Saturday, April 23, 2016

No More Lone Genius

Earlier this month at the Harvard Business Review, Greg Satell wrote "It's Time To Bury the Idea of the Lone Genius Innovator."

He opens his argument with the story of Alexander Fleming. You know the standard bit-- Fleming finds his experiment with bacteria has been ruined by fungus which is killing every piece of bacteria it touches. So he has a flash of insight, redirects his attention to the fungus, and voila! Penicillin!

Except that, as Satell points out, is not it. Fleming makes his discovery in 1928. It doesn't become widely used until 1943. In between someone had to stumble across Fleming's research, figure out why it was important, figure out how to make the new wonder drug, and finally how to make it to scale. And Satell doesn't even address other steps such as publicizing the new drug widely enough that physicians would catch on to and promote its use.

Satell's point is that we need to drop the lone genius story. Simply having an idea isn't enough, and that such ideas don't happen in a vacuum to begin with-- you're always standing on somebody's shoulders.

He reminds me of this old video clip about First Followers. Favorite line: "A first follower turns a lone nut into a leader."

I'm mindful in both cases of how much our educational models can lean toward the lone genius. We put huge emphasis on Doing It Yourself, and that seems to make sense because if you can't do it by yourself, how do we know if you can do it at all?

But both Satell and Dancing Guy both remind us that the guy who comes up with an idea is not much more important than the guy who can recognize that the idea is worth pursuing and developing.

This kind of first follower, first developer skill is especially on point in an age in which the whole skill set of 'research" has changed. Back in my day (sonny), research meant combing the stacks of the library hoping to find one or two sources. But kids these days can find a mountain of sources-- the trick is to figure out what is worth paying attention to.

Jack Teagarden and Louis Armstrong were jazz geniuses who created solos that were profoundly awesome. But they were influenced by musicians that came before, they were creating those solos while playing with other musicians, based on songs composed by other writers, and they continued to draw influence from a myriad of sources-- some that no authority could ever have predicted (fun fact-- one of Armstrong's favorite bands, which he would often go listen to when they played the same town, was the sweetly unjazzlike Guy Lombardo). No musical genius was ever a lone genius.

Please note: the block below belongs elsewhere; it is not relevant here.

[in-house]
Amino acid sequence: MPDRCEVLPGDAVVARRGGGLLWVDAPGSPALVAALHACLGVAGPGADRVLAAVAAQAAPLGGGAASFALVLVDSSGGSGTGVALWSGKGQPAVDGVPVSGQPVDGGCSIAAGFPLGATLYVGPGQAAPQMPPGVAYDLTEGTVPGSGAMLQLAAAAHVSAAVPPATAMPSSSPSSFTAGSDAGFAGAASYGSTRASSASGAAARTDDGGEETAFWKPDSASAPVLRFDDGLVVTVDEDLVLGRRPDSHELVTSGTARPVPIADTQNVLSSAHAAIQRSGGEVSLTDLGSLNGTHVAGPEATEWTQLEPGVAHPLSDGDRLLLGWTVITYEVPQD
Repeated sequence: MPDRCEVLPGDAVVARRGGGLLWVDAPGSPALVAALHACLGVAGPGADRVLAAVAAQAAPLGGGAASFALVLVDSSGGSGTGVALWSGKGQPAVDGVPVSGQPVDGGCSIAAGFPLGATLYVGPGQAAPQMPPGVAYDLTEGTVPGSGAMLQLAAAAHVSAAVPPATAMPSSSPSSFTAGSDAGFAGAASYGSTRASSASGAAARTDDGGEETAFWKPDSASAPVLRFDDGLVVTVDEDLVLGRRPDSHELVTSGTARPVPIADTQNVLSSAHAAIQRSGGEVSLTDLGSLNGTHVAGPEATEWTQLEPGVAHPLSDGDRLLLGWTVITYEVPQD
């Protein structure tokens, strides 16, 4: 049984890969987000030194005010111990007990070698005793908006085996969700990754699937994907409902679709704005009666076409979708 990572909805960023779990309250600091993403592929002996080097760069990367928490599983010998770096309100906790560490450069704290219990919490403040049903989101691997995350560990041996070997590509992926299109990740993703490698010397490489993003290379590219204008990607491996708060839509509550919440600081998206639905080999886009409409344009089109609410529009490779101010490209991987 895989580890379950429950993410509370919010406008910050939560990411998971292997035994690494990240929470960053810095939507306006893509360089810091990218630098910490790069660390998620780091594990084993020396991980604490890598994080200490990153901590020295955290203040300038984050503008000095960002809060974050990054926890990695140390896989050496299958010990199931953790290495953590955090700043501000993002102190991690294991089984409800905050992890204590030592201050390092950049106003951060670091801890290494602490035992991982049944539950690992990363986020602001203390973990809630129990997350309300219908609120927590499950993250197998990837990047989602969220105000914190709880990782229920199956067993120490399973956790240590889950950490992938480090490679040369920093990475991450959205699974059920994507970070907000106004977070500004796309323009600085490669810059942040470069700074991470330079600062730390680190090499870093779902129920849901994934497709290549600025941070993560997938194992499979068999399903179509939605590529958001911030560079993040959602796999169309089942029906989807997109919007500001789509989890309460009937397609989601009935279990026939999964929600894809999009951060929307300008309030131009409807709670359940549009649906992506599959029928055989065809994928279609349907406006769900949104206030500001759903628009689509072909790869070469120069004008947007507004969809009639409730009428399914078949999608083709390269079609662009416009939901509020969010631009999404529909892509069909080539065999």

We often default to a classroom model in which each student is supposed to be a Brilliant Idea Generator-- a lone genius. A gifted soloist. But perhaps it's a better idea to work with a model that fosters not simply collaboration, but an interlocking set of roles and an ability to separate wheat from chaff, Coke from New Coke, potatoes from potato chips. We still favor an approach that tells every student to keep her eyes on her own paper, but perhaps we should be telling her to look at everybody's paper-- and figure out which one is worth supporting, following and developing.

Satell is ultimately arguing in favor of more public-private-government partnerships. That's fine, I guess, sometimes. But I'm more interested in the human level. It's very American to think that one is either a mighty, heroic leader, or a schlubby drone. But collaboration, innovation, progress, success and culture come out of a much more complex web of relationships, skills and mutual support. This is one more reason that every student should be in band or choir or play on a team. And I'd like to see the rest of us find better ways to bring this reality into the classroom as well.


  1. Honest question here, not trying to be that guy:

    You write, "Jack Teagarden and Louis Armstrong were jazz genius's . . ."

    Is that correct grammar? I would assume it's wrong, except you're an English teacher. I thought I had figured out the apostrophe s thing, but now I'm confused.

    1. No, you are absolutely correct (and now so is the piece). One of the secrets of my large output is that I work fast and rough (yikes) and I make sooooo many technical mistakes. I catch many, and I have a small cadre of helpers who let me know when they find one of my many screw-ups. Today you just happened to join that club. Thanks for the heads-up.